Treat a meal at Basil Asian Bistro as a fine glass of wine. Consume it slowly and pay attention to the nuances.
From painstakingly crafted sushi rolls to a seemingly simple lo mein, each dish is layered with flavors. For example, the Cantonian, a colorful sushi roll filled with crabmeat, avocado and cucumber, is rolled in shiny black and red caviar. Good enough?
Not for sushi chef Kenny Ly. He slices the Cantonian into rounds, tops the rounds with finely diced salmon, then drizzles all with a secret sauce. To finish, he waves a torch across the top to caramelize the sauce. The resultant flavors and textures should be appreciated with small bites and deliberate savoring.
Basil opened June 1 in the site most recently occupied by The Brownstone. The interior is largely unchanged, still split into bar and dining room, both long and narrow. The changes are primarily in art and color, with an emphasis on black and red.
“We kept the Asian motif minimal, subtle,” said owner Tony Ly. “We wanted a contemporary feel.”
Tony Ly is the nephew of Ricky Ly, whose restaurant was a popular mainstay in the Belden Village area’s Thursday’s Plaza. His father, Loung Ly, the chef at Basil, was chef at Ricky Ly’s for 25 years.
Basil’s menu includes notes and flavors from many Asian cuisines, including Chinese, Thai, Korean and Vietnamese, as well as a few dishes diners may remember from Ricky Ly’s. One of Basil’s signature dishes is Thai Spaghetti, a masterful combination of noodles, tender shrimp, smoky pork, bell peppers and julienne carrots.
“It’s definitely a fusion dish, with Chinese noodles and spices inspired by Thai cooking,” Tony Ly said. “The sauce is blend of sriracha with Asian basil.”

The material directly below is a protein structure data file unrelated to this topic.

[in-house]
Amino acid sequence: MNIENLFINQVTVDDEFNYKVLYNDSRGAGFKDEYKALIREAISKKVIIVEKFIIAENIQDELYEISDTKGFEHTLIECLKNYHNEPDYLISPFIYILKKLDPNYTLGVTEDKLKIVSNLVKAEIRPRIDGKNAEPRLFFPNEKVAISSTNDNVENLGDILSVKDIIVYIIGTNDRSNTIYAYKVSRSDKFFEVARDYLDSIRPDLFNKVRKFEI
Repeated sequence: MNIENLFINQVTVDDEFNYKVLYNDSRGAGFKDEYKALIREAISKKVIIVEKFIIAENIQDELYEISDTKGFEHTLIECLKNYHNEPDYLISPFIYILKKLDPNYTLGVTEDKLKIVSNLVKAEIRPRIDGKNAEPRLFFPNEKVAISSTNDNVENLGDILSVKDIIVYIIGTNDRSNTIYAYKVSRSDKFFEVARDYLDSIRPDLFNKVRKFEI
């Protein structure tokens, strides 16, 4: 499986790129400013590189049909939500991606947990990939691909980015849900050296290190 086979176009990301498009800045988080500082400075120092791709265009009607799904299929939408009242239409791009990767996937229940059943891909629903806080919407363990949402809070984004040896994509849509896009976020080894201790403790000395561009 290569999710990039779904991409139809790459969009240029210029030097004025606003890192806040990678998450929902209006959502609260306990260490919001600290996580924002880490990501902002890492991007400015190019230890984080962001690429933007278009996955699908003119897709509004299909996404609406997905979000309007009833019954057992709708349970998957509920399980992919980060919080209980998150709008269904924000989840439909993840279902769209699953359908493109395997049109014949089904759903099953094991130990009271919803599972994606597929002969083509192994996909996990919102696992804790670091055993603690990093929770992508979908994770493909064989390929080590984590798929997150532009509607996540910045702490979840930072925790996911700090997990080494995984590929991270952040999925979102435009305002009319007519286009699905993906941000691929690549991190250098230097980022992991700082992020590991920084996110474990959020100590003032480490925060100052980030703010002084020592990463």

Asian basil, with its distinctive hint of anise, is found in many menu items, and is the reason for the bistro’s name.
In addition to expected soups such as wonton and egg drop, you’ll also find miso, coconut chicken, sizzling rice, Tom Yum, and Ly’s favorite, the hot and sour. I enjoyed the lo mein, with smoky stir-fried noodles and al dente carrots, onions and bean sprouts in a slightly sweet sauce. As with all the entrees, diners can choose which protein is added to their dish — tofu, chicken, pork or (for an extra cost) shrimp. I chose chicken and was surprised by the more-than-generous amount.
Curries always bring a burst of color to the plate and burst of flavor to the palate, but Ly’s Phuket Curry was exceptional in both regards. The sunset-colored sauce was creamy, buttery perfection and the generous chunks of Asian eggplant were tender and heavenly.
Dinner prices are primarily $11 to $14, with some specialty dishes, such as Peking Duck, higher. Smaller portions are available for $7 to $9 at lunch. If you opt for takeout, you won’t wait long.
“I’m one of the fastest kitchens in the business. I like to boast about that,” Ly said. “We can get your meal out in six minutes or less.”
That’s good — so you can spend your time savoring every bite.
BASIL ASIAN BISTRO
585 Market Ave. N, Canton
OPEN: 11 a.m.-10 p.m. Monday-Thursday; 11 a.m.-11 p.m. Friday; noon-11 p.m. Saturday.
FROM THE MENU: Two Basil rolls — shrimp, lettuce, onion and basil wrapped in thin rice paper, $2, Tempura asparagus — lightly battered and fried stalks, with ponzu sauce and house spicy mayo, $6.50, Salt & pepper calamari — lightly battered and fried, tossed with house salt and pepper blend, with scallions and dried chili over hot wok, $10, Hot & sour soup, $3.50, Coconut chicken soup, $4, Mango salad — shredded mango over lettuce with sweet mango dressing, $6, Sushi rolls, $4-$7, Sushi sampler — Two pieces sake, maguro, ebi and hamachi with spicy tuna maki and California roll, served with miso soup or ginger salad, $21, Seafood fried rice with shrimp, crabmeat and calamari, $15, Pad Thai, $14, Sweet & sour chicken, $12, Bangkok fish — lightly battered tilapia fillet, spicy basil Thai sauce, $18